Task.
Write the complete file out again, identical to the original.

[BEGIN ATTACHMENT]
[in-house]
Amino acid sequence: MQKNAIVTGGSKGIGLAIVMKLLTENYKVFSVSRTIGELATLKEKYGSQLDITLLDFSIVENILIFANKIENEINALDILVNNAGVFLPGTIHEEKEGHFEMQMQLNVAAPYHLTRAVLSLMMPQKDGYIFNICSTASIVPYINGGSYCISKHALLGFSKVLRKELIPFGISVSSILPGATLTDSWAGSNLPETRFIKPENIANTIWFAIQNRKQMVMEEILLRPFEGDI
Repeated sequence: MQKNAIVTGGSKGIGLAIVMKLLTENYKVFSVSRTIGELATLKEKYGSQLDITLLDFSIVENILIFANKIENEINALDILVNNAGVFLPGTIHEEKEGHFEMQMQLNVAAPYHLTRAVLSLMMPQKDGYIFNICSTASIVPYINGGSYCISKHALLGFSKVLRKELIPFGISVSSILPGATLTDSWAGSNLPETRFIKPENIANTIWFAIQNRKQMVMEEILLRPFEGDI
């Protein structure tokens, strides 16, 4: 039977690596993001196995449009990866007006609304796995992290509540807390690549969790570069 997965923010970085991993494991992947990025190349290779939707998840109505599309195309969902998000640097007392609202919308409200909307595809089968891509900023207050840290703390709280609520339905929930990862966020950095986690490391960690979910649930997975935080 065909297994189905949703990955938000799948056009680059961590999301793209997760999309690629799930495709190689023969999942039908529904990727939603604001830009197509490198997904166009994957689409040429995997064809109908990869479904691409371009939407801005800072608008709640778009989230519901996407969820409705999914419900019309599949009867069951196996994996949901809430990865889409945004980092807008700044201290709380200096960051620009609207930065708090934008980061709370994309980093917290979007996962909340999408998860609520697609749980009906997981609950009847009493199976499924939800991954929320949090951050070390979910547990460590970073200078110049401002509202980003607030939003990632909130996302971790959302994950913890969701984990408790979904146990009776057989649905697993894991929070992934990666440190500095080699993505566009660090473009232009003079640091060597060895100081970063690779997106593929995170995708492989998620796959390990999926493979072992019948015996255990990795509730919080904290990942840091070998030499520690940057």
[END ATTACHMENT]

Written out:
[in-house]
Amino acid sequence: MQKNAIVTGGSKGIGLAIVMKLLTENYKVFSVSRTIGELATLKEKYGSQLDITLLDFSIVENILIFANKIENEINALDILVNNAGVFLPGTIHEEKEGHFEMQMQLNVAAPYHLTRAVLSLMMPQKDGYIFNICSTASIVPYINGGSYCISKHALLGFSKVLRKELIPFGISVSSILPGATLTDSWAGSNLPETRFIKPENIANTIWFAIQNRKQMVMEEILLRPFEGDI
Repeated sequence: MQKNAIVTGGSKGIGLAIVMKLLTENYKVFSVSRTIGELATLKEKYGSQLDITLLDFSIVENILIFANKIENEINALDILVNNAGVFLPGTIHEEKEGHFEMQMQLNVAAPYHLTRAVLSLMMPQKDGYIFNICSTASIVPYINGGSYCISKHALLGFSKVLRKELIPFGISVSSILPGATLTDSWAGSNLPETRFIKPENIANTIWFAIQNRKQMVMEEILLRPFEGDI
């Protein structure tokens, strides 16, 4: 039977690596993001196995449009990866007006609304796995992290509540807390690549969790570069 997965923010970085991993494991992947990025190349290779939707998840109505599309195309969902998000640097007392609202919308409200909307595809089968891509900023207050840290703390709280609520339905929930990862966020950095986690490391960690979910649930997975935080 065909297994189905949703990955938000799948056009680059961590999301793209997760999309690629799930495709190689023969999942039908529904990727939603604001830009197509490198997904166009994957689409040429995997064809109908990869479904691409371009939407801005800072608008709640778009989230519901996407969820409705999914419900019309599949009867069951196996994996949901809430990865889409945004980092807008700044201290709380200096960051620009609207930065708090934008980061709370994309980093917290979007996962909340999408998860609520697609749980009906997981609950009847009493199976499924939800991954929320949090951050070390979910547990460590970073200078110049401002509202980003607030939003990632909130996302971790959302994950913890969701984990408790979904146990009776057989649905697993894991929070992934990666440190500095080699993505566009660090473009232009003079640091060597060895100081970063690779997106593929995170995708492989998620796959390990999926493979072992019948015996255990990795509730919080904290990942840091070998030499520690940057």